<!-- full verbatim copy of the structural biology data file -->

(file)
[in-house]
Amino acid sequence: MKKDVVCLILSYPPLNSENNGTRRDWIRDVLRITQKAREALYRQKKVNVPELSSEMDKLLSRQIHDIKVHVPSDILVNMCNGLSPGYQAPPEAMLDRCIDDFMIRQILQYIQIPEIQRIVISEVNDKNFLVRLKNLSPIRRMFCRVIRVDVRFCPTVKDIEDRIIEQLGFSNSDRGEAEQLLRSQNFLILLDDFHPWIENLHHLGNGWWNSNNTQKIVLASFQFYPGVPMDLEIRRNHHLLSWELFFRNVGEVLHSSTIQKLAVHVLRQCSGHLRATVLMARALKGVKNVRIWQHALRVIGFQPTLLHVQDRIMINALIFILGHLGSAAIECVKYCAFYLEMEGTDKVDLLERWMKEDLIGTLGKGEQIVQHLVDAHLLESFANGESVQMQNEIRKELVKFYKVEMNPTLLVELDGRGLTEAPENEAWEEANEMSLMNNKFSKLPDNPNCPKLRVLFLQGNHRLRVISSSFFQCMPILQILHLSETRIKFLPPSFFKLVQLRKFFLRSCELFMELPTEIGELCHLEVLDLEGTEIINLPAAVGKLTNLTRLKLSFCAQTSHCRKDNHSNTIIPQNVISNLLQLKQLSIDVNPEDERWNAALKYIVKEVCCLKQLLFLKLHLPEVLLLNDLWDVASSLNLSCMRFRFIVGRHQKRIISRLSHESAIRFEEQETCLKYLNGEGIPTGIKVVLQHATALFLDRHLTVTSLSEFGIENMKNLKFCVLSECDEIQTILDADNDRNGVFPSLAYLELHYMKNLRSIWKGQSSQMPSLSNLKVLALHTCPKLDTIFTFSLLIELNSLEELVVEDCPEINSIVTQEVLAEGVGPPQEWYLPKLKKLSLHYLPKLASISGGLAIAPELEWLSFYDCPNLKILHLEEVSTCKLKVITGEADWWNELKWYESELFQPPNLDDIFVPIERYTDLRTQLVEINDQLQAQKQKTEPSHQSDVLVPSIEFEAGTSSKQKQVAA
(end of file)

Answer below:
[in-house]
Amino acid sequence: MKKDVVCLILSYPPLNSENNGTRRDWIRDVLRITQKAREALYRQKKVNVPELSSEMDKLLSRQIHDIKVHVPSDILVNMCNGLSPGYQAPPEAMLDRCIDDFMIRQILQYIQIPEIQRIVISEVNDKNFLVRLKNLSPIRRMFCRVIRVDVRFCPTVKDIEDRIIEQLGFSNSDRGEAEQLLRSQNFLILLDDFHPWIENLHHLGNGWWNSNNTQKIVLASFQFYPGVPMDLEIRRNHHLLSWELFFRNVGEVLHSSTIQKLAVHVLRQCSGHLRATVLMARALKGVKNVRIWQHALRVIGFQPTLLHVQDRIMINALIFILGHLGSAAIECVKYCAFYLEMEGTDKVDLLERWMKEDLIGTLGKGEQIVQHLVDAHLLESFANGESVQMQNEIRKELVKFYKVEMNPTLLVELDGRGLTEAPENEAWEEANEMSLMNNKFSKLPDNPNCPKLRVLFLQGNHRLRVISSSFFQCMPILQILHLSETRIKFLPPSFFKLVQLRKFFLRSCELFMELPTEIGELCHLEVLDLEGTEIINLPAAVGKLTNLTRLKLSFCAQTSHCRKDNHSNTIIPQNVISNLLQLKQLSIDVNPEDERWNAALKYIVKEVCCLKQLLFLKLHLPEVLLLNDLWDVASSLNLSCMRFRFIVGRHQKRIISRLSHESAIRFEEQETCLKYLNGEGIPTGIKVVLQHATALFLDRHLTVTSLSEFGIENMKNLKFCVLSECDEIQTILDADNDRNGVFPSLAYLELHYMKNLRSIWKGQSSQMPSLSNLKVLALHTCPKLDTIFTFSLLIELNSLEELVVEDCPEINSIVTQEVLAEGVGPPQEWYLPKLKKLSLHYLPKLASISGGLAIAPELEWLSFYDCPNLKILHLEEVSTCKLKVITGEADWWNELKWYESELFQPPNLDDIFVPIERYTDLRTQLVEINDQLQAQKQKTEPSHQSDVLVPSIEFEAGTSSKQKQVAA